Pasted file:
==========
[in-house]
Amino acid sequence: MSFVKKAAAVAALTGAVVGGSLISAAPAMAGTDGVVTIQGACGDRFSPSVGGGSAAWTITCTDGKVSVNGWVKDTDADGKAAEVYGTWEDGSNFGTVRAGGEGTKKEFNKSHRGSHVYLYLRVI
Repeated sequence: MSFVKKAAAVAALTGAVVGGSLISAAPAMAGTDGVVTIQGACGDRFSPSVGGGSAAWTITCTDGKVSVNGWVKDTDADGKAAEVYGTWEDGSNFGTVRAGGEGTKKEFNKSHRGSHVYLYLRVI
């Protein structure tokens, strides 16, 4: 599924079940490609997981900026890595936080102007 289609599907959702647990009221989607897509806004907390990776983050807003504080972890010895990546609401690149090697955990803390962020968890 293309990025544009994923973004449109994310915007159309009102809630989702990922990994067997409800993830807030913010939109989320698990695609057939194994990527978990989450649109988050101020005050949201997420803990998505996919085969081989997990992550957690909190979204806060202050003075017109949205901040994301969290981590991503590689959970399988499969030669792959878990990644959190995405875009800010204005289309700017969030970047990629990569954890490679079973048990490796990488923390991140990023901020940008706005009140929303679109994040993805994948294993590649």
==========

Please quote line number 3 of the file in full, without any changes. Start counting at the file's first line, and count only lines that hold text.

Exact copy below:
Repeated sequence: MSFVKKAAAVAALTGAVVGGSLISAAPAMAGTDGVVTIQGACGDRFSPSVGGGSAAWTITCTDGKVSVNGWVKDTDADGKAAEVYGTWEDGSNFGTVRAGGEGTKKEFNKSHRGSHVYLYLRVI